“You’re gonna eat wood!” — reflections on a wooden spoon
My mother, like every other woman in the Greek diaspora, kept a wooden cooking spoon — a koutála — handy at all times.
This multi-function kitchen gadget served as the weapon of choice for mamádhes everywhere. So known is this use, in fact, that the Greek for “you’re due a walloping” translates literally as “You’re gonna eat wood!”
To be fair, I don’t think that my mother actually ever used the dreaded spoon on me. She probably just waved it around at a few times when I was four or five years old and said, “Wait until your father (a.k.a. “The Boss”) gets home.” After that, a robust shake of the drawer where THE KOUTALA lived was enough to smarten me up.
I do find it curious that the mere threat of THE KOUTALA seemed far more useful a corrective tool than its male counterpart, THE BELT, as threatened or swung with seeming abandon by The Boss. (The Greek diaspora, after all, is hardly a matriarchial society.)
Perhaps this is so because in my little corner of Greece in Canada, food meant chastisement as well as love. This does not always jive with the many heart-warming recollections of immigrant food I have read.
I lack the number of fingers and toes required to count the number of articles about nonnas, bubkes and yiayiáthes, standing at their vast hearthes and showering affection upon anyone in the general vicinity with enough baked goods to feed the whole of Prince Edward Island.
Conversely, I have noticed only cursory literary mentions of food as a tool of discipline. One exception: Christina Crawford’s accounts of life with her movie-star mother, Joan (which I read with great zeal and empathy during my teens). Admittedly, the food-related traumas from my past were not quite that severe.
However, at the time, they seemed fairly drastic. One example that keeps ringing in my brain like that song you hear on Muzak and then can’t shake for days:
“You little ingrates, during the wartime we were lucky to have a dry crust of bread to suck on and some weeds to eat — so you had better finish that tripe stew and that lamb’s head or else…(stentorian fingering of THE BELT).”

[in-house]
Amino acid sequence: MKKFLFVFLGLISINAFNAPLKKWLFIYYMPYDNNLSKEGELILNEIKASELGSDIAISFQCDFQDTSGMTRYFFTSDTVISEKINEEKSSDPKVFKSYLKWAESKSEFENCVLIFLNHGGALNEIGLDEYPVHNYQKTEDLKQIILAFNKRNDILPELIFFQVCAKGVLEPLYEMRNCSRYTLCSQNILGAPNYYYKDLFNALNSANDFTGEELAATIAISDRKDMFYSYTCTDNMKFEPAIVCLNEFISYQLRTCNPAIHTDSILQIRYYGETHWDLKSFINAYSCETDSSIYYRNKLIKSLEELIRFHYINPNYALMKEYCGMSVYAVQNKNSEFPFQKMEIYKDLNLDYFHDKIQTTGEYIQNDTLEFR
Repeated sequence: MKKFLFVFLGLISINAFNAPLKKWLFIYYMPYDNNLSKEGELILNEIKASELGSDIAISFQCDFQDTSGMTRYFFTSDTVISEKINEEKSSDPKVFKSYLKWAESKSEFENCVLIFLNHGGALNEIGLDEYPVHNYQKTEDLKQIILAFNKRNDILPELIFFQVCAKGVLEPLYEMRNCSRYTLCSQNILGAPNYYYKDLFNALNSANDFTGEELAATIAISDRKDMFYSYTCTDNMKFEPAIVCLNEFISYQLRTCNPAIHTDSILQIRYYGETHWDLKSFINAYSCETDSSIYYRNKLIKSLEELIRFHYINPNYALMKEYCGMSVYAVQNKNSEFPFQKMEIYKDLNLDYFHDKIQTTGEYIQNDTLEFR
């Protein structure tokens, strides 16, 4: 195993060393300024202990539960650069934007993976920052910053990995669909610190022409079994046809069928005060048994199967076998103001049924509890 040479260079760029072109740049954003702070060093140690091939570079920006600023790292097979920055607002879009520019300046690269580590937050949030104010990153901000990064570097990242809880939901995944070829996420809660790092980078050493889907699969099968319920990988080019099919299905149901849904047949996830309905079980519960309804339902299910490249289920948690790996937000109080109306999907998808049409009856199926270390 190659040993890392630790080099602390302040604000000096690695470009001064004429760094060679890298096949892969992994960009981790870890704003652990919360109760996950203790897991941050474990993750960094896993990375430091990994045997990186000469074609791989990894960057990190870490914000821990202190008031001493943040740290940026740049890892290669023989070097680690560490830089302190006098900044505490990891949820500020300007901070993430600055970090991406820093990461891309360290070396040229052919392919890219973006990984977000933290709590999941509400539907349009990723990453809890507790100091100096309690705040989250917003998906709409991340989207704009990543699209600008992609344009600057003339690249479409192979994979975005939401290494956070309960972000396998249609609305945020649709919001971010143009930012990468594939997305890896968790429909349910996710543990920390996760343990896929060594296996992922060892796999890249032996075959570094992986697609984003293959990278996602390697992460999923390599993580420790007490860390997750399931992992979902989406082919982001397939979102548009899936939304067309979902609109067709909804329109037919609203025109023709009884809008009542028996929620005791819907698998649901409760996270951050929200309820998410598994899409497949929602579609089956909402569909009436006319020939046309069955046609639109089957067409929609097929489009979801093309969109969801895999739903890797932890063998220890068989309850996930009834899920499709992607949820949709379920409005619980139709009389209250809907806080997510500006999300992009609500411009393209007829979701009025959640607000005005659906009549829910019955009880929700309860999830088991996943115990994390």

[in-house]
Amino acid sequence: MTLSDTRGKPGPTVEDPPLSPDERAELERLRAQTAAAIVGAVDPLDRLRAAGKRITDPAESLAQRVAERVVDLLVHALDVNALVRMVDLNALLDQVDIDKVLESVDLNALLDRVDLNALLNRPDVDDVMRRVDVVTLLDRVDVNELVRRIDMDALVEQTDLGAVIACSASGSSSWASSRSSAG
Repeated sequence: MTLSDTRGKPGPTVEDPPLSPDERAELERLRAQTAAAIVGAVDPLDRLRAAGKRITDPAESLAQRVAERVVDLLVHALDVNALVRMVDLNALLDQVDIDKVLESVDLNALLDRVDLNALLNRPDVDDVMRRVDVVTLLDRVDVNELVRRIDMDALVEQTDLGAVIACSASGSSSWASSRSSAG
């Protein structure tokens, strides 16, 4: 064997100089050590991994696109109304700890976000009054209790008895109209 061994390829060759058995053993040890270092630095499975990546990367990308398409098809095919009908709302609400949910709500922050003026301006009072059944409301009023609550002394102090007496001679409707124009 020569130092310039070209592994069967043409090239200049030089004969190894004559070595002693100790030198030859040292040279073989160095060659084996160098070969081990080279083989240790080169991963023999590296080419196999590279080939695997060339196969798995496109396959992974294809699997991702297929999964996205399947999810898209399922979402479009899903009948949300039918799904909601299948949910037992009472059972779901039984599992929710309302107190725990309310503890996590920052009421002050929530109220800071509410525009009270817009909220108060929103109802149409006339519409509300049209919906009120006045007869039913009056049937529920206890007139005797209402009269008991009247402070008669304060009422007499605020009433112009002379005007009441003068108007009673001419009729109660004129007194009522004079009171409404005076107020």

Food also became fraught in my childhood universe of one because it was a direct symbol of my Otherness within the smaller Anglo community of my upbringing.
At least today I can chuckle when I read about all the pleasures of the Mediterranean peasant diet. In past, I had spent far too much time wondering whether those authors skipped home blithely from Brownies, swim practice or slumber parties. I imagined their triumphant arrival home to dinners catered in front of the TV by Chefs Swanson and Boyardee and accompanied by pleasant chat in dulcet tones.
Those kids, the kanadhezákia, did not know how good they had it! While they were lazing in front of the tube eating tater tots and fish sticks, I was trudging home in the dark through the snowdrifts from Greek school (which took place at least 10 evenings per week).
The teacher (some guy who they sent to Canada because he was too sadistic to teach school in Greece) had assigned me approximately 10,000 lines in punishment. So, I was shivering even more from the anticipated plea-bargaining with The Boss than from the cold.
What wafting harbingers of dinner greeted me? Colonel Sanders? McCain’s pizza? Pogo sticks, even? Nope. Instead, the wet sneaker stench of cabbage and rice slapped me across the face yet again. That smell was enough to bring bitter tears cascading down my frozen cheeks. If instead the plat du jour was lentil soup or stuffed vine leaves, I would sink to my knees in abject terror.
What was so wrong with Hamburger Helper, anyway?
At the time, the only Greek foods I found remotely palatable were the Greek-Canadian experiments that my mother (like me, Canadian-born) indulged in when The Boss was working late. One of my favourites: chicken “lemonáto”, cooked in Campbell’s condensed cream of chicken soup diluted with Realemon and redolent with dried oregano . Another: fried Spam “a la Grecque”, which came with KD made with sweet-salty brown butter and mizithra cheese, all stirred together with THE KOUTALA.
(I still have no idea what ended up happening to the many packages of the powdered orange stuff from the macaroni and cheese box. Since it was a sin to throw out anything in my house, perhaps they were donated in aid of hungry kanadhezákia.)
But I digress. Since those grim and scary days, my interest in Greek food has expanded tremendously. In fact, the only thing food-wise that causes me to weep into my platter of stuffed vine leaves is the memory of the sheer number of delicious lunches I gave away in my zeal to score Wonder bread and peanut butter.
And, whither THE KOUTALA after all these years? It takes pride of place in my very own utensils canister. I liberated it from my mother’s kitchen drawer when I moved to the big city some 25 years ago.
In my idealistic world view, I felt that in this way I could help put an end to the cycle of violence in the Greek diaspora. (Let me stress that in no way was this particular revolutionary act related to a desire to save my student assistance loan money for important things such as … um, textbooks… rather than mundane household items.)
By this point, I had blown THE KOUTALA up in my mind until it was roughly the size of a baseball bat. Imagine my surprise when what I actually found was a regular old spoon somewhat smaller than a soup ladle, and worn and stained to boot. I marveled: “So small! So harmless!”
As I am childfree (by choice — with THE KOUTALA in my possession I would fear for their physical and emotional safety), the only things getting whipped into submission in my household are the vats of homemade hummus that I scarf down on a weekly basis. With, of course, Greek-style pita.